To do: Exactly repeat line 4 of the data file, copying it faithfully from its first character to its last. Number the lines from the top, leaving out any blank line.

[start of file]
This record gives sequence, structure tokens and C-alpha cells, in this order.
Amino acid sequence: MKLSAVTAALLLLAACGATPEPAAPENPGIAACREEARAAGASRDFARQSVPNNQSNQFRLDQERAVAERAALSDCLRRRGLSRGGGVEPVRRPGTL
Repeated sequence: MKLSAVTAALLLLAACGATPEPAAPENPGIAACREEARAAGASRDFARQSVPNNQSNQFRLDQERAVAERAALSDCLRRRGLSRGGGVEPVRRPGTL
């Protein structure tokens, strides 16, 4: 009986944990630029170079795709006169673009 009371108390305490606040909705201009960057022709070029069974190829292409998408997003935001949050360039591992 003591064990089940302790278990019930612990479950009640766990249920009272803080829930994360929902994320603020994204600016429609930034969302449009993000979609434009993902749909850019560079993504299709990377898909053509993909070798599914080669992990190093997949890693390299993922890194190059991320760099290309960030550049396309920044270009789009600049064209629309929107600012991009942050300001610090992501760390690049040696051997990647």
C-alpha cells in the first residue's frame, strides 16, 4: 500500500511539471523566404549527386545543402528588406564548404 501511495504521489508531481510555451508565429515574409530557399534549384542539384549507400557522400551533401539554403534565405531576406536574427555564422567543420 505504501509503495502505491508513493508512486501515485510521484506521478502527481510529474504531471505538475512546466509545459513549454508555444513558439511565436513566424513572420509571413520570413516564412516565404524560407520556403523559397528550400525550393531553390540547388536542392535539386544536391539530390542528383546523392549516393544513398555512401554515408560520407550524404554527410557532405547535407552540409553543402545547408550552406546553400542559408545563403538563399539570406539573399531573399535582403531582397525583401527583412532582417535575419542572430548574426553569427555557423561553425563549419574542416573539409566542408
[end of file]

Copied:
């Protein structure tokens, strides 16, 4: 009986944990630029170079795709006169673009 009371108390305490606040909705201009960057022709070029069974190829292409998408997003935001949050360039591992 003591064990089940302790278990019930612990479950009640766990249920009272803080829930994360929902994320603020994204600016429609930034969302449009993000979609434009993902749909850019560079993504299709990377898909053509993909070798599914080669992990190093997949890693390299993922890194190059991320760099290309960030550049396309920044270009789009600049064209629309929107600012991009942050300001610090992501760390690049040696051997990647």